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By Michael Widlanski
Leveling the battlefield to aid terrorists enables evil to fight on
Topic - Abdullah Abdullah
U.S. Secretary of State John Kerry says both of Afghanistan's presidential candidates are committed to abiding by the results of the "largest, most comprehensive audit" of the election runoff ballots possible.
U.S. Secretary of State John Kerry made a hastily arranged visit to Afghanistan on Friday to help resolve an election crisis sowing chaos in a country that the U.S. has spent hundreds of billions of dollars and lost more than 2,000 lives trying to stabilize.
Amid reports of widespread fraud and the possibility the entire Afghan presidential election will be delegitimized, President Obama on Tuesday called candidate Abdullah Abdullah and urged him to remain involved in the electoral process, rather than declare himself the winner and potentially throw the nation into chaos.
Afghans braved threats of violence and searing heat Saturday to vote in a presidential runoff that likely will mark the country's first peaceful transfer of authority, an important step toward democracy as foreign combat troops leave.
Afghan presidential candidate Abdullah Abdullah said Thursday that Washington and Kabul must keep a close relationship even as U.S. troops prepare to exit the country after more than a decade of war.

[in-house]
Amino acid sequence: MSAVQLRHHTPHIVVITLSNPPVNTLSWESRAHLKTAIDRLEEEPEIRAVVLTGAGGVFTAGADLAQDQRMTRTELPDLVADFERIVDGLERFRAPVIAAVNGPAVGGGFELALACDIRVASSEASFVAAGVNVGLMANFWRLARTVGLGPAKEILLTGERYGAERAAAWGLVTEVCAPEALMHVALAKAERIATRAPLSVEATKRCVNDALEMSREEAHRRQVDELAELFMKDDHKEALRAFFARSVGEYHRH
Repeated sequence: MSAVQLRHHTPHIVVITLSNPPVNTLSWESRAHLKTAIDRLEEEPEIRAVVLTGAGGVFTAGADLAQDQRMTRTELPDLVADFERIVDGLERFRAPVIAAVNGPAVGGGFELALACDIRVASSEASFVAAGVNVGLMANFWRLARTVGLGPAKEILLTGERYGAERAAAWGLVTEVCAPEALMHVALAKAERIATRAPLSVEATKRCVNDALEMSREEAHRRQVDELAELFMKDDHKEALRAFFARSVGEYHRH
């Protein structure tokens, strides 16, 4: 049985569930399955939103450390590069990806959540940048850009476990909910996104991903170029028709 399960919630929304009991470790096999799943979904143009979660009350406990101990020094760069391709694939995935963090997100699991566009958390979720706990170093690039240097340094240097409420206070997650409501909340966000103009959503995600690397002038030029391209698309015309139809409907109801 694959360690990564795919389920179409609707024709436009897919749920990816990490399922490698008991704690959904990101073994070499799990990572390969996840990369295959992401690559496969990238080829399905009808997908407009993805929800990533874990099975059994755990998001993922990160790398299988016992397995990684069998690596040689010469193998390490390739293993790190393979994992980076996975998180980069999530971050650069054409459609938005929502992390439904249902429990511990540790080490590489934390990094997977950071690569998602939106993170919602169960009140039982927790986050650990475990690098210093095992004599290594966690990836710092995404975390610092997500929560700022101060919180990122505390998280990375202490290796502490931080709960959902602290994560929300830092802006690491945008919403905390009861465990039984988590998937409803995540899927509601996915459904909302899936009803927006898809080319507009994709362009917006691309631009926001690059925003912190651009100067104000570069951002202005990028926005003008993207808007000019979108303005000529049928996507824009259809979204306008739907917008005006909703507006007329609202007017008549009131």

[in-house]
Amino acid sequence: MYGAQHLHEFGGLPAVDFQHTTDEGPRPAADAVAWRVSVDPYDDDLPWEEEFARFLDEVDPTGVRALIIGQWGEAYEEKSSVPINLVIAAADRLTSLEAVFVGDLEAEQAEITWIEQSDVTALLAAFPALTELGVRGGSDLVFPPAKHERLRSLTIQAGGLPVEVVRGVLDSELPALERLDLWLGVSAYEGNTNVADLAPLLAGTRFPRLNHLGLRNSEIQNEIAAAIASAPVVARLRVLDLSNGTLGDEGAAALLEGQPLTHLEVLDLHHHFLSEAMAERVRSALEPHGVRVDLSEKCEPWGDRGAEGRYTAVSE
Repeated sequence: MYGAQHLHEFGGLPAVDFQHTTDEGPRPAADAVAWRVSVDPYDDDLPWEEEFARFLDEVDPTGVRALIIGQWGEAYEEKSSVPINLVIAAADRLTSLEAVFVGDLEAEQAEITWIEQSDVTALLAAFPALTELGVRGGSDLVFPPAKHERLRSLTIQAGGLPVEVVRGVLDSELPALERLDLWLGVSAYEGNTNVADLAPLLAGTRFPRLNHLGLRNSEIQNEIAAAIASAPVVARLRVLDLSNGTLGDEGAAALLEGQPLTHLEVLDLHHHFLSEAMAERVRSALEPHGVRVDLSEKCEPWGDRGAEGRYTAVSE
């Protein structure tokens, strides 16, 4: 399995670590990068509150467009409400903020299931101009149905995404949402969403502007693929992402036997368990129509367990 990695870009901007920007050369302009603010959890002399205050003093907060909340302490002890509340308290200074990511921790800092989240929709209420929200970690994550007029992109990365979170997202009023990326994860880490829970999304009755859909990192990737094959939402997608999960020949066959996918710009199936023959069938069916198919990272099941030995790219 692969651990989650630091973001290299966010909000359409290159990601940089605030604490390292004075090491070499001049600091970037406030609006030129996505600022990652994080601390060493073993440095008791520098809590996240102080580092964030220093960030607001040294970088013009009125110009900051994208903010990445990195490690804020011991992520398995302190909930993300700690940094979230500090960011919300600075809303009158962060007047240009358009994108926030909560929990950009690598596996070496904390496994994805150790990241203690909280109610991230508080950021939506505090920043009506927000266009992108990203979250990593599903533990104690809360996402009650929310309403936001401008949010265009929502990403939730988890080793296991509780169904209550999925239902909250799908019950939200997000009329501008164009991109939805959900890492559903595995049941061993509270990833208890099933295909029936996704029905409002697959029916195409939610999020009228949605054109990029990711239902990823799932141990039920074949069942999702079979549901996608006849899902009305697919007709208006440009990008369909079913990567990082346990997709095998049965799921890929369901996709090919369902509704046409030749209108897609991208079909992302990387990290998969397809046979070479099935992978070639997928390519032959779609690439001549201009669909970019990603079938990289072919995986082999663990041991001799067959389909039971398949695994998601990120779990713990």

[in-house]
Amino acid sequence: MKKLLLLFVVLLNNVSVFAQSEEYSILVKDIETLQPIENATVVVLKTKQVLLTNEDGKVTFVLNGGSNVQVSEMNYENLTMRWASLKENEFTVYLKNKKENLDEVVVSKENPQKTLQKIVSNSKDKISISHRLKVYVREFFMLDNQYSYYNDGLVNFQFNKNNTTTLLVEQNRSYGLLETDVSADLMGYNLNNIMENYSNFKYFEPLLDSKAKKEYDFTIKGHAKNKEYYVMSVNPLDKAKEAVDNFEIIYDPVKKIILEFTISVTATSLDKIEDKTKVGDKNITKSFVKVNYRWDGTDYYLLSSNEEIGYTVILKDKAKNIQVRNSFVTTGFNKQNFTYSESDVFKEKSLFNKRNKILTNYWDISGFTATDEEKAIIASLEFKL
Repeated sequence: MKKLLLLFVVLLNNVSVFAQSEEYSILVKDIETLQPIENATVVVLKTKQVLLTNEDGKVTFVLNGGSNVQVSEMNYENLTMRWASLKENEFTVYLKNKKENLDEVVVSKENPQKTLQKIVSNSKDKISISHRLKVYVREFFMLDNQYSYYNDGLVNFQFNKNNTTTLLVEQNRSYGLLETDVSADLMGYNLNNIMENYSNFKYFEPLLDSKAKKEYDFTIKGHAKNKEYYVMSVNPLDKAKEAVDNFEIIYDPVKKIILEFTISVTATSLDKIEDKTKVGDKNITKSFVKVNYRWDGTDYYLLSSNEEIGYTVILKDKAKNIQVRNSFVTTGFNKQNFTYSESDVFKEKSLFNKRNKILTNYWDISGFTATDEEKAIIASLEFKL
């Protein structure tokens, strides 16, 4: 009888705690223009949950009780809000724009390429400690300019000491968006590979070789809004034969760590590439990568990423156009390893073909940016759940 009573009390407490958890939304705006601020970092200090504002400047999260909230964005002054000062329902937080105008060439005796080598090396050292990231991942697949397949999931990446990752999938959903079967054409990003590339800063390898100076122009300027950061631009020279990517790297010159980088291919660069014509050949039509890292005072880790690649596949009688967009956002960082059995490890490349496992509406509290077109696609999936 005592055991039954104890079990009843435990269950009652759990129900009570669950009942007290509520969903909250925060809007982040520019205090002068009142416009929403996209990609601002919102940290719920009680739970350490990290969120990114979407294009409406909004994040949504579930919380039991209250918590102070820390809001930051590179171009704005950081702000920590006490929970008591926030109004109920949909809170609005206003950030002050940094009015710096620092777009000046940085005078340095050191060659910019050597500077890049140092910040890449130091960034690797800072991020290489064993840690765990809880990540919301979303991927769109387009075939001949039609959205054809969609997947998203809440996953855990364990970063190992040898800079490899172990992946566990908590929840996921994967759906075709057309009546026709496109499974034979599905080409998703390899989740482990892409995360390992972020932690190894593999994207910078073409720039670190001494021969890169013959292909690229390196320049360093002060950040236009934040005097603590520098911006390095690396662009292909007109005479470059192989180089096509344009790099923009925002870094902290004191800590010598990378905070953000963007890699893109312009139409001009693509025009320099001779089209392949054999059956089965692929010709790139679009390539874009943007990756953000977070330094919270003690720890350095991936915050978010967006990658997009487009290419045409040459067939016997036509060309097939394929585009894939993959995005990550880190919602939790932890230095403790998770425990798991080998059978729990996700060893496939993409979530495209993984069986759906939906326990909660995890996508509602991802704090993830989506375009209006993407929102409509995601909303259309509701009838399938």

Hamid Karzai's name was not on the ballot in Saturday's elections, but the outgoing president of Afghanistan is expected to remain a key political player, possibly complicating the U.S. relationship with his successor.
Amid Taliban threats of violence, Afghans will vote Saturday for a new president in an election that not only will begin their country's first democratic transition of power but also may provide clarity about how many U.S. and foreign troops will remain in their war-torn nation after this year.
A prominent Afghan opposition leader declared his candidacy Tuesday for next year's presidential election, a key vote that will help determine the success or failure of 12 years of U.S.-led military and political intervention in the country.
Iran began delivering money to Afghan President Hamid Karzai as early as 2003, a former Afghan official says.
With the war at a critical stage, Afghanistan's president is publicly berating his NATO allies, criticizing military tactics and occasionally reminding them that they are not the only players in his country.
Afghanistan's largest bank remained solvent Sunday after a nearly weeklong run on the troubled institution, according to the governor of the nation's central bank, which is being criticized for looking the other way at the bank's mismanagement problems for too long.
U.S. officials and a former Afghan foreign minister are expressing skepticism over Pakistan-brokered talks between Afghan President Hamid Karzai and al Qaeda-affiliated groups, saying Islamabad appears to be trying to install its proxies in a future government in Kabul.
Kerry was meeting for the second day with Ghani and Abdullah after discussions Friday proved inconclusive, even though both candidates have acknowledged fraud in the election and agreed in principle to a U.N. investigation.
Abdullah, a top leader of the Northern Alliance that battled the Taliban before the U.S.-led invasion in 2001, claims massive ballot-stuffing.